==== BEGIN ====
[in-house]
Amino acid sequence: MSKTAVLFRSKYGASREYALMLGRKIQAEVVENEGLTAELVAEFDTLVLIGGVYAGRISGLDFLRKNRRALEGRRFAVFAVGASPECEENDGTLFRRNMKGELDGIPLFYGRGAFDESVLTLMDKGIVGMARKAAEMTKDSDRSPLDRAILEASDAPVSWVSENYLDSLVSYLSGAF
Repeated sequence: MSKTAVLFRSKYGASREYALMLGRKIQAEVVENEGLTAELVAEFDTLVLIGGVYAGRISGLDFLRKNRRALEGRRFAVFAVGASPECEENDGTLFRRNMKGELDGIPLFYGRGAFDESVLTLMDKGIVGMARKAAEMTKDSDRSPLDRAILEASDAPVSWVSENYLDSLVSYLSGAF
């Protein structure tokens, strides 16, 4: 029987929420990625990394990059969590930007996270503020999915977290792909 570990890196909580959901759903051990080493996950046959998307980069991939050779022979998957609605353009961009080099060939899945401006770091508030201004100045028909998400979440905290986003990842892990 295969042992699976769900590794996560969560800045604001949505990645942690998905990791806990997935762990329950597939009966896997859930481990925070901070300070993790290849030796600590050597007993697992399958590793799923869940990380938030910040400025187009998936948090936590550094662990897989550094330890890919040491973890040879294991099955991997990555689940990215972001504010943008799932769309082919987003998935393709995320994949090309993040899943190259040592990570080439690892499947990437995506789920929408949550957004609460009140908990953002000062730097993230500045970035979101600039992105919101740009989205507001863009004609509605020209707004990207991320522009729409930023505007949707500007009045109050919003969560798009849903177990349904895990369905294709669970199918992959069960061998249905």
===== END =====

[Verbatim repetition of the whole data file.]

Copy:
[in-house]
Amino acid sequence: MSKTAVLFRSKYGASREYALMLGRKIQAEVVENEGLTAELVAEFDTLVLIGGVYAGRISGLDFLRKNRRALEGRRFAVFAVGASPECEENDGTLFRRNMKGELDGIPLFYGRGAFDESVLTLMDKGIVGMARKAAEMTKDSDRSPLDRAILEASDAPVSWVSENYLDSLVSYLSGAF
Repeated sequence: MSKTAVLFRSKYGASREYALMLGRKIQAEVVENEGLTAELVAEFDTLVLIGGVYAGRISGLDFLRKNRRALEGRRFAVFAVGASPECEENDGTLFRRNMKGELDGIPLFYGRGAFDESVLTLMDKGIVGMARKAAEMTKDSDRSPLDRAILEASDAPVSWVSENYLDSLVSYLSGAF
């Protein structure tokens, strides 16, 4: 029987929420990625990394990059969590930007996270503020999915977290792909 570990890196909580959901759903051990080493996950046959998307980069991939050779022979998957609605353009961009080099060939899945401006770091508030201004100045028909998400979440905290986003990842892990 295969042992699976769900590794996560969560800045604001949505990645942690998905990791806990997935762990329950597939009966896997859930481990925070901070300070993790290849030796600590050597007993697992399958590793799923869940990380938030910040400025187009998936948090936590550094662990897989550094330890890919040491973890040879294991099955991997990555689940990215972001504010943008799932769309082919987003998935393709995320994949090309993040899943190259040592990570080439690892499947990437995506789920929408949550957004609460009140908990953002000062730097993230500045970035979101600039992105919101740009989205507001863009004609509605020209707004990207991320522009729409930023505007949707500007009045109050919003969560798009849903177990349904895990369905294709669970199918992959069960061998249905």